- Diagnostic: When determining how to better reach a target audience, diagnostic analytics is most useful in understanding who the customer is. When executing advertising campaigns or improving customer service performance and customer relationship management (CRM) effectiveness, this type of data helps measure ROI and overall impact.
Real-World Example: Kasisto is a chatbot that engages financial services customers in conversation, permitting a better understanding of their needs. It targets suggestions for existing financial service product offerings and spots areas of interest to guide the structuring of future offerings.
- Predictive: With this type of analytics, the emphasis shifts toward decision-making and forecasting the future. Particularly for product strategy, marketing resource allocation and enhancing onboarding efficiencies, predictive analytics can automate decisions, and use patterns of past habits to predict future behavior. Outcomes here can help automate customer interactions, keeping up with customers who are already arriving on the scene with their own agents and bots.
Real-World Example: Hearsay, a software-as-a-service digital marketing platform, concentrates on synthesizing insights about customer engagement on social media channels — incubating the process for automating marketing tasks for financial services. Through the platform’s analysis, it can suggest which individuals a service provider should interact with based on their previous behavior, and what type of approach will elicit a positive response.
- Prescriptive: A key benefit of data analytics is the ability to automate processes and provide product suggestions for customers. When planning to rely on bots to formulate and answer customer questions, or act as a recommendation engine, prescriptive analytics are useful. This will increasingly play a role as customer bots begin to interact directly with an institution’s bot.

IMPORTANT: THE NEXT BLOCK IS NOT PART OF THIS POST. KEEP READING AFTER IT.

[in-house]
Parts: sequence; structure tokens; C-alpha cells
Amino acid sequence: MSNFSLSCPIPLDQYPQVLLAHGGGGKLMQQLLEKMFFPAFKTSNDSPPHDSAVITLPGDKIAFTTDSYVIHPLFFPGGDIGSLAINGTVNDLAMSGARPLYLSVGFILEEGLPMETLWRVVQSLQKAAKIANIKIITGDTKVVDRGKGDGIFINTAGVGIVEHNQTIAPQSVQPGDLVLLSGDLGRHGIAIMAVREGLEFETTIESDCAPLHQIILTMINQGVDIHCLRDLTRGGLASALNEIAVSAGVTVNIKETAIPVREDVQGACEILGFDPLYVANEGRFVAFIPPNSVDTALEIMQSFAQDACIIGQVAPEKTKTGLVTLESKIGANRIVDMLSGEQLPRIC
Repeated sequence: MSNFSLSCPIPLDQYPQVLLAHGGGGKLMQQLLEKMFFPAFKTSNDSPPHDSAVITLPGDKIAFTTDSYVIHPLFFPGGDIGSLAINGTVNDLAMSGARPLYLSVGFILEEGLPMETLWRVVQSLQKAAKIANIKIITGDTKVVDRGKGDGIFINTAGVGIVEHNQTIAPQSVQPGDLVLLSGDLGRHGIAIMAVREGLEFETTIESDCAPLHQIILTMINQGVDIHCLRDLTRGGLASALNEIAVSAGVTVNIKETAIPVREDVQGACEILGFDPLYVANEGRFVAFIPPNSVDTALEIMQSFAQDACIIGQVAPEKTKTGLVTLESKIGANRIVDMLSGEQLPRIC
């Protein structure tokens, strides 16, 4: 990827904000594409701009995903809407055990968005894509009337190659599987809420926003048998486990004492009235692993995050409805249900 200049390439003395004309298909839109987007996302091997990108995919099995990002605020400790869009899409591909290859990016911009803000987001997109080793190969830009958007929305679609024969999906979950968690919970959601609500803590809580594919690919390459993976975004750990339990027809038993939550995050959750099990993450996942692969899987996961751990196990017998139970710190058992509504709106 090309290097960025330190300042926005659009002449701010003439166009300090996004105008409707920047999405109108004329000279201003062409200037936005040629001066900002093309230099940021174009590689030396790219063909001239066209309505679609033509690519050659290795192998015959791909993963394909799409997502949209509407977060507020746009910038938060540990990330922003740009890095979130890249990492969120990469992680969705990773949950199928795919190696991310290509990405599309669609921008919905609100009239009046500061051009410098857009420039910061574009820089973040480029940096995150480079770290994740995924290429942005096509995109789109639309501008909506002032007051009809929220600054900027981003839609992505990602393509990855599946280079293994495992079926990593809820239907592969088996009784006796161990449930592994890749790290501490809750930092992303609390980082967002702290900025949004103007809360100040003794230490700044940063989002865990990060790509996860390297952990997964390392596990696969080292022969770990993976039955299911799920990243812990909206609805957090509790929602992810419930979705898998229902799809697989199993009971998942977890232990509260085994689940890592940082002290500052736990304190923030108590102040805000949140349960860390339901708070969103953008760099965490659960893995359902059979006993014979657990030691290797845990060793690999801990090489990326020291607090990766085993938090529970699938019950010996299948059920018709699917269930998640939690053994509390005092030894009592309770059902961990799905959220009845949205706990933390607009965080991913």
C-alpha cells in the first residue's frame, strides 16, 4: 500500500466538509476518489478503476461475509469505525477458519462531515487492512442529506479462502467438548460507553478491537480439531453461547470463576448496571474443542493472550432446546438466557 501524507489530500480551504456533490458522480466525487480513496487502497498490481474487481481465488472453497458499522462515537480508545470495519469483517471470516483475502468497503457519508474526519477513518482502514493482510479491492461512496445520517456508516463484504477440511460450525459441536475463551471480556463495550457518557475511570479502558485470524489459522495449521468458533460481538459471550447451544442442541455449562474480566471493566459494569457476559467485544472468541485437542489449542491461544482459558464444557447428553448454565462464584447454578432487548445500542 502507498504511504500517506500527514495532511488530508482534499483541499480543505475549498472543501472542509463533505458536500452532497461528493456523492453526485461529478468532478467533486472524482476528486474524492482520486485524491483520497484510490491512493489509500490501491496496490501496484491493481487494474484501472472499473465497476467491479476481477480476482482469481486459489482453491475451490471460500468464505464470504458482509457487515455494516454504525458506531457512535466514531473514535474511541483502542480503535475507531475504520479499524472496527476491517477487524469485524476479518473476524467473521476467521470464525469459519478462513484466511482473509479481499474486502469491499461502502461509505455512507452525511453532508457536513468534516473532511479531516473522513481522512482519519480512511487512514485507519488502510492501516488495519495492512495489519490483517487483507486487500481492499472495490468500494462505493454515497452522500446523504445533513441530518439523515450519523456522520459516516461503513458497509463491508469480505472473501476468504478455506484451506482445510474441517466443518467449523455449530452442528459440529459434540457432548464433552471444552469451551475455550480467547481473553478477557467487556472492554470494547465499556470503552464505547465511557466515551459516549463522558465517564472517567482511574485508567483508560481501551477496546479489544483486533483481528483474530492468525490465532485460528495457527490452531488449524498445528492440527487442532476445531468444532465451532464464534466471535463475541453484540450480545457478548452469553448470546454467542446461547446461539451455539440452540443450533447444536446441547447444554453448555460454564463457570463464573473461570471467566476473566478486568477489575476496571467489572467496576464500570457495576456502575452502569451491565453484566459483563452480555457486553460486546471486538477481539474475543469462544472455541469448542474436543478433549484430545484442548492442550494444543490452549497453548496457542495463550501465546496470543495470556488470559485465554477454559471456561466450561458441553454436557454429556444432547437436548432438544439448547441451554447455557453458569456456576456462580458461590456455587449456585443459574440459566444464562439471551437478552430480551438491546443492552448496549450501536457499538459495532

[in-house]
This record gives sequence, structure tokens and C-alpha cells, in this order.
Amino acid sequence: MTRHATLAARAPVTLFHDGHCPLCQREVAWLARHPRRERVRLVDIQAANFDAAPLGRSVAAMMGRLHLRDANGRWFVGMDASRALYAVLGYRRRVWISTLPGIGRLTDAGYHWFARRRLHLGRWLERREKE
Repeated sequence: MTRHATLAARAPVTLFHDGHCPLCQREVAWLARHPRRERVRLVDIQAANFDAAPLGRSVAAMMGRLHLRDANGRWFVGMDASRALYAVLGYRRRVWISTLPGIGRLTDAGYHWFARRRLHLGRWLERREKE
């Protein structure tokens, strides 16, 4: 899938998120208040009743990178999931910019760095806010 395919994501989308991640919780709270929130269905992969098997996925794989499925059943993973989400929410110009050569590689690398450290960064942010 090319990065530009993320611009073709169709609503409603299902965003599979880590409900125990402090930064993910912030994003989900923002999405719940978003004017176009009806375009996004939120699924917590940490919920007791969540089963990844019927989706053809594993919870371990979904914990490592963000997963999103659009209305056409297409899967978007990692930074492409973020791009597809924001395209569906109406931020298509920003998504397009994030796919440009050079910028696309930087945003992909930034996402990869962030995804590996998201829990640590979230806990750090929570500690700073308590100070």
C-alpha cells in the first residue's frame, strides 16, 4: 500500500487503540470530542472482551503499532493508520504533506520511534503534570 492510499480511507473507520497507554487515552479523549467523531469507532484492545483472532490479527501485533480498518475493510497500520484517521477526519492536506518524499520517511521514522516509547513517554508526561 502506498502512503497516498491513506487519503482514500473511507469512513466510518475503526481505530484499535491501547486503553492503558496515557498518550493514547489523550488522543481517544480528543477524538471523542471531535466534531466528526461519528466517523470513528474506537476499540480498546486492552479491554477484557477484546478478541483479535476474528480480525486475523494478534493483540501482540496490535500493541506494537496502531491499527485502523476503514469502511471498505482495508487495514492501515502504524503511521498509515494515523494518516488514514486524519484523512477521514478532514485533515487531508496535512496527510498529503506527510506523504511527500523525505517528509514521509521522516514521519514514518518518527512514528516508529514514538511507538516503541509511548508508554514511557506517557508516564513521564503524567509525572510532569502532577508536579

Real-World Example: Betterment is a machine-learning-based investment portfolio selecting platform targeting customers who traditionally would not hire a person or firm to handle this task. By providing investment suggestions for this customer, they are able to connect customers to products that best meet their investment goals by overlaying the many complex rules that play into a particular investment portfolio decision.
Better, Faster Outcomes
Companies have always had data to manage. By integrating the data analytics described here that rely on machine learning, automation and AI, financial services companies may eliminate unnecessary human interaction that can lead to overlooking a customer need. This progression of technology has forced organizational readiness, streamlined customer operations and boosted revenue streams by making it easy for a customer to choose a service earlier in the decision-making process.
As the financial services industry sees traditional human-to-human customer interactions give way to customer bots communicating with the institution’s application programming interface (API), only careful deployment of machine learning and cognitive computing will allow for effective real-time, on-the-spot decision making demanded by the pace of these interactions.
The result, in many cases, is the ability to rely on an AI-based platform, often personified as a customer-service bot, to provide better, faster outcomes that position financial services companies to competitively market themselves. No matter how compelling a human interaction may be in financial services, changes in the surrounding world will build bigger hurdles to climb. Leveraging data analytics, machine learning and AI gives financial institutions the essential tools to break down these barriers.